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# Polar diagram

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# Polar diagram

13th Dec 2020, 15:03

Join Date: Dec 2007
Location: Meteorology Avenue 17
Age: 41
Posts: 185
Polar diagram

I found it in an old PPL German book. Could someone explain me please the diagram and eventually translate it? Thanks

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Polardiagramm.pdf (598.5 KB, 154 views)
13th Dec 2020, 15:13

Join Date: Dec 2020
Location: London
Posts: 3
These diagrams do still exist albeit under a fresh name, "Drag Polar Curves".
13th Dec 2020, 15:27

Join Date: Jul 2010
Location: EBZH
Posts: 2,624
senkrechter Sturz => vertical fall
Rückenflug => inverted flight
Rückentrudeln (not sure, here) => inverted stall
Schnellflug => fast cruise
Reiseflug => cruise
bester Gleitwinkel => optimal rate of descent (or "angle of descent")
maximale Reichweite => maximum range
bestes Steigen => best climb
geringstes Sinken => least descent
Anstellwinkel wird kleiner => decreasing angle of attack
Anstellwinkel wird größer => increasing angle of attack
Abkippen => stall
Klappe => flaps

hope this helps

13th Dec 2020, 16:10

Join Date: Sep 2016
Location: USA
Posts: 663
Coefficient of drag on the horizontal axis, coefficient of lift (also AOA, as they move together) on the vertical. So unlike most graphs that show whatever you're controlling on the horizontal axis and the result on the vertical, this one shows what you're controlling on the vertical. Each curve shows a certain flap configuration.

The highest point on each curve is the highest lift coefficient, aka stall. You can see the higher the flap setting, the higher the max lift coefficient, meaning the lower the stall speed.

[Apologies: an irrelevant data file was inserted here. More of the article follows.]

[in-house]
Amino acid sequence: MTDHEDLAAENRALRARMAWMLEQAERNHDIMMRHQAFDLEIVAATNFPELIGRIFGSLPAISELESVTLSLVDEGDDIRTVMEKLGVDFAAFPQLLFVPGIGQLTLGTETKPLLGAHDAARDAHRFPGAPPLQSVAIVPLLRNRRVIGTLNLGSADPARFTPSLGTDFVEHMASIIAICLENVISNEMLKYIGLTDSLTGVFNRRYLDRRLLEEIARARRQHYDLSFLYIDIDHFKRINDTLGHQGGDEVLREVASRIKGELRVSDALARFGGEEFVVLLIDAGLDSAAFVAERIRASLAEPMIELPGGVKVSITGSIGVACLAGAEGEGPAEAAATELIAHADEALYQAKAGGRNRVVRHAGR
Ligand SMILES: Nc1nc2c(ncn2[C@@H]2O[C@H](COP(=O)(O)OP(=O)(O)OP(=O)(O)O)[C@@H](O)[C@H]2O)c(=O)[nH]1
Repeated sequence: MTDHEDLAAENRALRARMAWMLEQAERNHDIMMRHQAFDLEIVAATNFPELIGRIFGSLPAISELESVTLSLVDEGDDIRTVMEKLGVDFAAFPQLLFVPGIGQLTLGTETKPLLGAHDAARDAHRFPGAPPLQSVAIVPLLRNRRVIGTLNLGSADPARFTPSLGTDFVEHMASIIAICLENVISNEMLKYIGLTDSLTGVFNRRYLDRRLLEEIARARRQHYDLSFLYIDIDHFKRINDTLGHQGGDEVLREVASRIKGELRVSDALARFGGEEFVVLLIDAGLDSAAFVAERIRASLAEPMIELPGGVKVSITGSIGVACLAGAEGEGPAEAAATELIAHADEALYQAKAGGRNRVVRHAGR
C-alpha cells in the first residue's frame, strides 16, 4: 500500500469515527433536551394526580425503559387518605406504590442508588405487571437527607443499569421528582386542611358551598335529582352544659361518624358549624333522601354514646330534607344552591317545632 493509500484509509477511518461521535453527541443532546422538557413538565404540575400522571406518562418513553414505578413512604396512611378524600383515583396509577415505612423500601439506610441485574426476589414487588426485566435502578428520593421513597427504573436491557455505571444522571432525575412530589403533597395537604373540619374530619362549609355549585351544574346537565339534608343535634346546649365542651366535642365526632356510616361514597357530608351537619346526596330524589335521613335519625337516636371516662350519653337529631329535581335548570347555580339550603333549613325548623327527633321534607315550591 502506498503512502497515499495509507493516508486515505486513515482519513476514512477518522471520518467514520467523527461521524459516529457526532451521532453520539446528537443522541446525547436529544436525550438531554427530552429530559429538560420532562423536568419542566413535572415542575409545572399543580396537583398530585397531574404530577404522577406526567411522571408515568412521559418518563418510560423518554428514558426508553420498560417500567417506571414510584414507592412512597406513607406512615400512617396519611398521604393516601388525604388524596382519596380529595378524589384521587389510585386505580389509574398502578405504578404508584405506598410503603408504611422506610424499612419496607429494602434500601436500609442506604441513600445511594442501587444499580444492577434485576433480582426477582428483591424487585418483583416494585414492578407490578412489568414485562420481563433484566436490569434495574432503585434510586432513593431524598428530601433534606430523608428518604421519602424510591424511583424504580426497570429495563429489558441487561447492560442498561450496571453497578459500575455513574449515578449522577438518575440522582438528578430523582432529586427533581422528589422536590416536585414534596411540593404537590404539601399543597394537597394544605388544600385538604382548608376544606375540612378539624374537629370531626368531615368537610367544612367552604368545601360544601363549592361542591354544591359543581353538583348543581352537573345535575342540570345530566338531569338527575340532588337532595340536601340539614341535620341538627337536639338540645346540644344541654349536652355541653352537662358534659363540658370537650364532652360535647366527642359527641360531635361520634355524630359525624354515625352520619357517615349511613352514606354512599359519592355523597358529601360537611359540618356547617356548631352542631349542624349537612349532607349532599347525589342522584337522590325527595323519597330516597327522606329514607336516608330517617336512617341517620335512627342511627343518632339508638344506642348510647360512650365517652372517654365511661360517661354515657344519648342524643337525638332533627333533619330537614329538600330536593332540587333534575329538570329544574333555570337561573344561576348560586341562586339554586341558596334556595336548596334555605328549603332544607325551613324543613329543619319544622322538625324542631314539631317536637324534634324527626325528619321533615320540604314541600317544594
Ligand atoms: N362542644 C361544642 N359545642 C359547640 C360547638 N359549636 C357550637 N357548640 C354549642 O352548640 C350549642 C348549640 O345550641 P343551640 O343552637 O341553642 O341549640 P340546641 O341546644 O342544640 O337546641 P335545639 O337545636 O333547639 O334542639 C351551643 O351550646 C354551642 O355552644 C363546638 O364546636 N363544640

At any point along a curve, the ratio of lift to drag coefficients is represented by the slope between that point and the origin. (The graphical result of dividing top by bottom. Bigger ratio means steeper slope.) So if you're looking for the highest L/D ratio, (meaning the most efficient flight regime) for a particular flap config curve, it'll be shown by finding the spot on that curve that has the steepest slope to the origin, which in essence means where it bulges out the most to the top left. Aka, the tangent point. Here, that max slope is shown for the clean wing ("Polarentengente") and the point of the clean wing curve that touches it is "bester Gleitwinkel." Any lower on the curve, both lift and drag coefficients decrease, but in a ratio such that drag dominates. Any higher, they both increase, but again drag dominates. So that point, your best L/D, is your best glide.

For higher flap settings, you can see their tangent slopes to the origin are shallower, meaning their best lift/drag ratios are less, manning the best glide angle you can achieve is worse. Also those worse best glide angles occur at higher lift coefficients, meaning lower speeds.
13th Dec 2020, 18:05

Join Date: Mar 2017
Location: Earth
Posts: 11
Rückentrudeln => inverted spin
13th Dec 2020, 19:18
Moderator

Join Date: Aug 2006
Age: 60
Posts: 4,873
Rückentrudeln => inverted spin
Would that be inverted stall, rather than spin? I don't know German, but I know aerodynamics enough to know that the airfoil would not know if it were stalled, or spinning, just it wasn't creating lift anymore...
14th Dec 2020, 04:47

Join Date: Jul 2010
Location: EBZH
Posts: 2,624
No, I was wrong, ArrowFly is right. "Trudeln" does translate to "spin". And "Rücken" to "back", in the anatomical sense.

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